Optional skills and competences

These skills and competences are sometimes, but not always, required for the role of commodity trader. However, mastering these skills and competences allows you to have more opportunities for career development.

  • Trace financial transactions: Observe, track and analyse financial transactions made in companies or in banks. Determine the validity of the transaction and check for suspicious or high-risk transactions in order to avoid mismanagement.
  • Maintain records of financial transactions: Collate all the financial transactions done in the daily operations of a business and record them in their respective accounts.
  • Negotiate sales contracts: Come to an agreement between commercial partners with a focus on terms and conditions, specifications, delivery time, price etc.
  • Negotiate price: Arrange an agreement on price of products or services provided or offered.
  • Operate financial instruments: Work with financial instruments such as stocks, bonds, mutual funds and derivatives.
  • Forecast economic trends: Gather and analyse economic data in order to predict economic trends and events.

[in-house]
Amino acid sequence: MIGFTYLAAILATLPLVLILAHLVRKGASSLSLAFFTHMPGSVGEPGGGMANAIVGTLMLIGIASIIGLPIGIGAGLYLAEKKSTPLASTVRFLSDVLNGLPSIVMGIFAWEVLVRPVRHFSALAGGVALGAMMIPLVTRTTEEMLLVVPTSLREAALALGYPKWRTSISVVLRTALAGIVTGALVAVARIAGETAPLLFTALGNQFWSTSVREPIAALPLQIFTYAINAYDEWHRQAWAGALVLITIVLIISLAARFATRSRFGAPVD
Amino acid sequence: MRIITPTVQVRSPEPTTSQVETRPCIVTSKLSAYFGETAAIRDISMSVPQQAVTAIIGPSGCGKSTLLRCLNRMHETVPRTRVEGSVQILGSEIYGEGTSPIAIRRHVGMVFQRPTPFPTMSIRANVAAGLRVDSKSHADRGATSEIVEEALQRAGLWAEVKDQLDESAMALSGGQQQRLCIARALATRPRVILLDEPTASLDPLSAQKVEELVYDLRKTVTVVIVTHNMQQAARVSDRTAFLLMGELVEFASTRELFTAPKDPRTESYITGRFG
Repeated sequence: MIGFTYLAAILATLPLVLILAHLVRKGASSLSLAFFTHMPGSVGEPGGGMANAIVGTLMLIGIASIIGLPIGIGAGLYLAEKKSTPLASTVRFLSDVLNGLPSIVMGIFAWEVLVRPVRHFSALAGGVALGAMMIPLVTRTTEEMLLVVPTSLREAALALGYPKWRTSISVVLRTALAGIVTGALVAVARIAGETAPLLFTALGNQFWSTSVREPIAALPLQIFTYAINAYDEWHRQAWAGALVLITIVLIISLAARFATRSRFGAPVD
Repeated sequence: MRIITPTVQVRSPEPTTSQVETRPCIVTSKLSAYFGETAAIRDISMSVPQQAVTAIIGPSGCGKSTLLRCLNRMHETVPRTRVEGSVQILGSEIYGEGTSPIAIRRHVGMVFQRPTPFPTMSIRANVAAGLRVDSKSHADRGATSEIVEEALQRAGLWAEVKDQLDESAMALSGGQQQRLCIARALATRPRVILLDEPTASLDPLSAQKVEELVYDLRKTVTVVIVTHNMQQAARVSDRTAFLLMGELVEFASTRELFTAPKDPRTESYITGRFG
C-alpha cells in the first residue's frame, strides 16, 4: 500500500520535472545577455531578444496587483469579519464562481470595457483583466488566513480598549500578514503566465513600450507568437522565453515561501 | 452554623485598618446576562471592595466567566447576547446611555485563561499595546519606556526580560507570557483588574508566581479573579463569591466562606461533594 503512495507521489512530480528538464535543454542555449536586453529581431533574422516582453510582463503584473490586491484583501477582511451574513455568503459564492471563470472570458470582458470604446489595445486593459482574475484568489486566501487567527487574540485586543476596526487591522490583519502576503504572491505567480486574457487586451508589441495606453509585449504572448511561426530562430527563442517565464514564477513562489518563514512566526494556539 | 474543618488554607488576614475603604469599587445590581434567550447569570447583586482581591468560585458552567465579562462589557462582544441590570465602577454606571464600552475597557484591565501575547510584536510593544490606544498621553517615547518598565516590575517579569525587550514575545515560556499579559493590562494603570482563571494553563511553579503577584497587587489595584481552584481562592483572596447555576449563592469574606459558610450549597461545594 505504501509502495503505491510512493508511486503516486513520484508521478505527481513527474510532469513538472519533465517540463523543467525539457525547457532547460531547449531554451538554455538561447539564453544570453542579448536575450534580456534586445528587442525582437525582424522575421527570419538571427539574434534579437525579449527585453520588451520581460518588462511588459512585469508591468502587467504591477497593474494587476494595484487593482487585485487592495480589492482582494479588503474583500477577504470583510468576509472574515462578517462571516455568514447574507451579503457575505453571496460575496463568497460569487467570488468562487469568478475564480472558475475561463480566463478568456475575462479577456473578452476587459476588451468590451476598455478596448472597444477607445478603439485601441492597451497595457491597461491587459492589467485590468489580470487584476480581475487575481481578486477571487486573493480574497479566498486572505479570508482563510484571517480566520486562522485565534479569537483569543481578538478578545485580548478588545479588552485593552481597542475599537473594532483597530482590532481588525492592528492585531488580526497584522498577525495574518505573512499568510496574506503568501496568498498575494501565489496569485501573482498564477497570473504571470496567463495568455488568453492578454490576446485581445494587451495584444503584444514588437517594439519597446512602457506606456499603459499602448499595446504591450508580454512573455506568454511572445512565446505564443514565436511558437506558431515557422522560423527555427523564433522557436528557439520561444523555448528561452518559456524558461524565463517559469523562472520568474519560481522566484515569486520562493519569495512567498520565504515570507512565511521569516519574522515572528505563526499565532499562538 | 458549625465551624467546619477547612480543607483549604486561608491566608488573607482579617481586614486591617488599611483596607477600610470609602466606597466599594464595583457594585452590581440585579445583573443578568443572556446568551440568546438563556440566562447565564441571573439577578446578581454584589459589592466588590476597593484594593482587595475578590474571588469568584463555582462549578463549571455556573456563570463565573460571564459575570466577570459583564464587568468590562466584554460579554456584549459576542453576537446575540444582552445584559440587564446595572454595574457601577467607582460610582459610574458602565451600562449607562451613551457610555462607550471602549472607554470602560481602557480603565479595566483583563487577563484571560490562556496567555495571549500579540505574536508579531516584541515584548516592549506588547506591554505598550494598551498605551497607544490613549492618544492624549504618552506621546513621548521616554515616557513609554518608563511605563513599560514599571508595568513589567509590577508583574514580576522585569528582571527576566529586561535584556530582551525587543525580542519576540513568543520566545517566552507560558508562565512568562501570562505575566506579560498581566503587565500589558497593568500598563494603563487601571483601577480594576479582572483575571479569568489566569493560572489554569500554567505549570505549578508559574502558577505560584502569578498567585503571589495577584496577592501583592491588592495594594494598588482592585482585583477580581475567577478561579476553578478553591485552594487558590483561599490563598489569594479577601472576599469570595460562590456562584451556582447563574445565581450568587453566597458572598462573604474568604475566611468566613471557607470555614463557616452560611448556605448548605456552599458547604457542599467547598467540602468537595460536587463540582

• Negotiate buying conditions: Negotiate terms such as price, quantity, quality, and delivery terms with vendors and suppliers in order to ensure the most beneficial buying conditions.

ISCO group and title

3324 – Trade brokers


References
  1. Commodity trader – ESCO
  2. Securities, Commodities, and Financial Services Sales Agents : Occupational Outlook Handbook – U.S. Bureau of Labor Statistics
  3. Commodity Trader: Career and Salary Facts – Learn.org
  4. What Is a Commodity Trader | Indeed
  5. Featured image: By Katrina.Tuliao – Flickr, CC BY 2.0
Last updated on January 4, 2023

What do you want to do with this job?

You will be brought to the forum page

Requires a business account

Requires a business account

Thinking about your next career move?

Answer a few questions about your jobs and education, and we’ll give you suggestions about your best possible career move. It’s completely free!